Monday, July 4, 2011

Tour legends and legends of the tour; stage 3 - 1989

Throughout this, the 98th edition of le Tour de France, I will be writing a daily despatch on some of the things that have combined to make this race one of the biggest, most celebrated and anticipated sporting shows on earth.

Fignon and LeMond

With Contador losing 80 seconds to his main rivals on stage 1, there is already talk that he may have lost the Tour. And indeed, if he happens to lose by less than 80 seconds, all will look to the events that occurred between the Passage du Gois and Mont des Alouettes.

In most walks of life, 80 seconds isn't all that much. In cycling, it's heaps. Indeed, it was one tenth of that amount that separated Laurent Fignon and Greg LeMond in the 1989 Tour after three weeks of racing. This 8 second time difference still stands as the closest Tour de France ever.

While there were some great riders in the race, including previous winners Pedro Delgado and Stephen Roche, it soon became clear that victory would go to either LeMond or Fignon. LeMond had recently returned to cycling after nearly being killed in a hunting accident and still had thirty shotgun pellets lodged in his body. Meanwhile, Fignon was the favourite, coming off a Giro victory and being the number one ranked cyclist in the world.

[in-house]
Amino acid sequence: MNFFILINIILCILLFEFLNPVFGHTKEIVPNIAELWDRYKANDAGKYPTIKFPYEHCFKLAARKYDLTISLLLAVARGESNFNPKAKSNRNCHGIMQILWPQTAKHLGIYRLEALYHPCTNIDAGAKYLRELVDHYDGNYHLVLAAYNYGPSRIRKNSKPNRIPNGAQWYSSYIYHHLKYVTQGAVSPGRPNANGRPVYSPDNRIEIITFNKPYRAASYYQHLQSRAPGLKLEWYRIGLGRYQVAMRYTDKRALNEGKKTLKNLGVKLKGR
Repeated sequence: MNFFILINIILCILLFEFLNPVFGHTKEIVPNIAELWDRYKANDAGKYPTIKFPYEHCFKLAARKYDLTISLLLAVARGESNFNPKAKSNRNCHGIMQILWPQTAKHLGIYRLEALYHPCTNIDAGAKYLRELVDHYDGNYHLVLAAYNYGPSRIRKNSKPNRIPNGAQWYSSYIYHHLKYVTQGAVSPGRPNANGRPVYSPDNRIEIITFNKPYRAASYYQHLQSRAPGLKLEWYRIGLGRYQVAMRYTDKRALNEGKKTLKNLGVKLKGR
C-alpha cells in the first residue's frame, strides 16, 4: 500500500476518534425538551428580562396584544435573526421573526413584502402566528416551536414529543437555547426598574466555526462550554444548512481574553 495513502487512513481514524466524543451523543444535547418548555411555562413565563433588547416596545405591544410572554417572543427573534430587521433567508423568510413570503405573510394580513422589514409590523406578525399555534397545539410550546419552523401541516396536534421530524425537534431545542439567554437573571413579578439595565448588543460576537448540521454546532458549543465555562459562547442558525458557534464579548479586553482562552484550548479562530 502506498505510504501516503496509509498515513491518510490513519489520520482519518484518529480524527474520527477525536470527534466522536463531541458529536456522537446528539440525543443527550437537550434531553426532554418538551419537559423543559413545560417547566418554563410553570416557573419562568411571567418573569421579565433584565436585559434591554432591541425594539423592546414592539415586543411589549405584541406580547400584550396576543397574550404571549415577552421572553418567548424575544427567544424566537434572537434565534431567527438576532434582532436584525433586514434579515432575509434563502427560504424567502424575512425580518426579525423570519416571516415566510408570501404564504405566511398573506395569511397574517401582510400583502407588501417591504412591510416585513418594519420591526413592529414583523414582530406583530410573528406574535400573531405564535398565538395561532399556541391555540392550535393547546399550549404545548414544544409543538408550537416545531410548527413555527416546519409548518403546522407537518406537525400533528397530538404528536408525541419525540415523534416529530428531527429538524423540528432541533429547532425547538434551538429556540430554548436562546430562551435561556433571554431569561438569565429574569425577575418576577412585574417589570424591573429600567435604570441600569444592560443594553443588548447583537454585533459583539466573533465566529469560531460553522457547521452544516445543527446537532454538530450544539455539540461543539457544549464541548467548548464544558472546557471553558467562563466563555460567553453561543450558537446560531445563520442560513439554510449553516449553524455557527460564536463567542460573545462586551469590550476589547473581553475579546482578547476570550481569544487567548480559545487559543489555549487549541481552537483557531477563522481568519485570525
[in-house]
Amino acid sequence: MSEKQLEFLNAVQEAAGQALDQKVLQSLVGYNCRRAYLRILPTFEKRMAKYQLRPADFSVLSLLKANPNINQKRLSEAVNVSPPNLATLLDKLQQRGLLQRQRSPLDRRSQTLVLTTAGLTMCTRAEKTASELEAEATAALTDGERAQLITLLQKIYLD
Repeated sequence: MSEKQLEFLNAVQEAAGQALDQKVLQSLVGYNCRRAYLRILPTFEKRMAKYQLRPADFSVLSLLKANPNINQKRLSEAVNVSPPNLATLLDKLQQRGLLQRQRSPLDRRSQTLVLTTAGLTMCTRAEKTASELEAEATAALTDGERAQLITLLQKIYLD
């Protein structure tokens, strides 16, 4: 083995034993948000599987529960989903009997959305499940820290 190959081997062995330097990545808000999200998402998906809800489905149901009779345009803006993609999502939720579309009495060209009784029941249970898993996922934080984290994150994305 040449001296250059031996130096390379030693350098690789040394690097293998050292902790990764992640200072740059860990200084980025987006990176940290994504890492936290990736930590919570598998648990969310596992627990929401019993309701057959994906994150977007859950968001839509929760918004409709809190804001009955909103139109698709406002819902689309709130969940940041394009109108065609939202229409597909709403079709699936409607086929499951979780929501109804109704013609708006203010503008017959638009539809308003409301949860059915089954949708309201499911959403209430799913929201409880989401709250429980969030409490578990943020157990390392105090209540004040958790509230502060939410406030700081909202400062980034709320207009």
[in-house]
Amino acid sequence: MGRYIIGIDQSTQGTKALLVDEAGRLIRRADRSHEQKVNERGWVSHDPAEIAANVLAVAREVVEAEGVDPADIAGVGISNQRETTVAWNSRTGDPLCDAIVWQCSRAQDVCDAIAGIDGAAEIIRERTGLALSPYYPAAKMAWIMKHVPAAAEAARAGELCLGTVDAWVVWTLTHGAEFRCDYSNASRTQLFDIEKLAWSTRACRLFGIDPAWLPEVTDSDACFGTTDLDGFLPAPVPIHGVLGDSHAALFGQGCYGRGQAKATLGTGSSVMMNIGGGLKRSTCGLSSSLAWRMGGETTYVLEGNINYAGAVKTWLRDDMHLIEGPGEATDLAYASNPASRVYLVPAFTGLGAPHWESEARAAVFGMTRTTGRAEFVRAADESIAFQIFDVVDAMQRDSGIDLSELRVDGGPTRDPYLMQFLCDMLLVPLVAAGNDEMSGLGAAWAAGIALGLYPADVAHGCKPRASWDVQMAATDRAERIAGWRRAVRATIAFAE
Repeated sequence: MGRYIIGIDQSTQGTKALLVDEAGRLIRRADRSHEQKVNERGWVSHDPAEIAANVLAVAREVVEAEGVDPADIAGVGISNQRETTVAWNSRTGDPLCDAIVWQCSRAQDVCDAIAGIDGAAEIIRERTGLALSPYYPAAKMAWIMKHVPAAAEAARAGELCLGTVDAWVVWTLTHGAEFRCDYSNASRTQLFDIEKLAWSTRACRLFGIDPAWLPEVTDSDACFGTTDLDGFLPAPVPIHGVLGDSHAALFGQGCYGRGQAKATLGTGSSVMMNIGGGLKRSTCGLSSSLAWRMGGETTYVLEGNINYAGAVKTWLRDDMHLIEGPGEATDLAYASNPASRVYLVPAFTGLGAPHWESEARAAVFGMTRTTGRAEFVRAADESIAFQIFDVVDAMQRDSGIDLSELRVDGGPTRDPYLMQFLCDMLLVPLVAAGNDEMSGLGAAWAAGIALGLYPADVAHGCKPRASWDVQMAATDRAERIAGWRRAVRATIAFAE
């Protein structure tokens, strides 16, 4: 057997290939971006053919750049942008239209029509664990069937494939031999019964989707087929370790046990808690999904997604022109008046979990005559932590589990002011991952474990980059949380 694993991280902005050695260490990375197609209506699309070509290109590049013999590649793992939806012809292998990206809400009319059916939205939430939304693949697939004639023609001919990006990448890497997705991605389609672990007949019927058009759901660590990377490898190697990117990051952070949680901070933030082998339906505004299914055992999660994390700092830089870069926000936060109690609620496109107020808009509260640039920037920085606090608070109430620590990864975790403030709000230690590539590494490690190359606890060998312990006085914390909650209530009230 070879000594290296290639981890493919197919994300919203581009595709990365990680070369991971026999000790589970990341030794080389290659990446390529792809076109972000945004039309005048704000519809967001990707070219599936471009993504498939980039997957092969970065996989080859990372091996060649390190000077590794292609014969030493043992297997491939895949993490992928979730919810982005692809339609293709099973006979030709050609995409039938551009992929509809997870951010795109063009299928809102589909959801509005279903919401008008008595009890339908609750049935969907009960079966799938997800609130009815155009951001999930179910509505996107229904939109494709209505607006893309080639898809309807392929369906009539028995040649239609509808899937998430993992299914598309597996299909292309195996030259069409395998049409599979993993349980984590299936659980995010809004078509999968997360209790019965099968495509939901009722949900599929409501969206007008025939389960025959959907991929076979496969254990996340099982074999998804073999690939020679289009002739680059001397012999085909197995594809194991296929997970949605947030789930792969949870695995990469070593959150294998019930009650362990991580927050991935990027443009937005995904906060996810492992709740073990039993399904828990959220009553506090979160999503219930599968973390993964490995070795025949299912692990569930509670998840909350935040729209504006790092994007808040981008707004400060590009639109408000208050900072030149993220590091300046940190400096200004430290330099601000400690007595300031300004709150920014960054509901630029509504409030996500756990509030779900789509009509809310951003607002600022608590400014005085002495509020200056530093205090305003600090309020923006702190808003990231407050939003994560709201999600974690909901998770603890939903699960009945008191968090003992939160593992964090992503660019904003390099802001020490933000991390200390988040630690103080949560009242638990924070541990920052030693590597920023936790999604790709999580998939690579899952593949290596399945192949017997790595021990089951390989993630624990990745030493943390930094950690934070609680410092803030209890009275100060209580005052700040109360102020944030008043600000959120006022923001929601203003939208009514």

From stage 5, LeMond and Fignon swapped the yellow jersey five times. Fignon was stronger in the mountains while LeMond made up time in the time trials. Lucky for him then that there were three time trials that year.

Part of LeMond's success in the time trials was no doubt due to his use of extremely modern time trial equipment. Unlike Fignon, who had his ponytail flapping in the wind, LeMond employed the use of triathlon bars and an aero helmet.

Fignon rides sans triathlon bar or aero helmet

While an individual time trial traditionally took place on the penultimate day of the Tour, 1989 saw a time trial placed on the last day. Fignon went into the 24.5 km stage with a 50-second lead. Most thought this would be enough; some French newspapers had even prepared their front page celebrating a French victory.

It wasn't enough. Fignon crossed the line 58-seconds behind LeMond.  LeMond's average speed of 54.55 km/h was at the time the fastest individual time over a distance greater than 10 kilometres.

LeMond rides avec triathlon bars and aero helmet (he doesn't look nearly as cool as Fignon though)

Bicycling Magazine estimated that LeMond's use of triathlon bars saved him a minute while his helmet gave him a further 16 seconds.  They didn't conduct any tests on Fignon's ponytail but I reckon it must have slowed him by at least a minute or two.

Still, to say that Fignon lost the Tour on the last stage would be erroneous, just as it would be false to blame stage 1 if Contador happens to lose. As Fignon said after his loss, "I should have gained 10 seconds somewhere else.  There are a thousand places where I lost this Tour, and a thousand places where Greg won it." 

Sadly, Laurent Fignon died earlier this year, aged 50.  He was involved in cycling up until the last.

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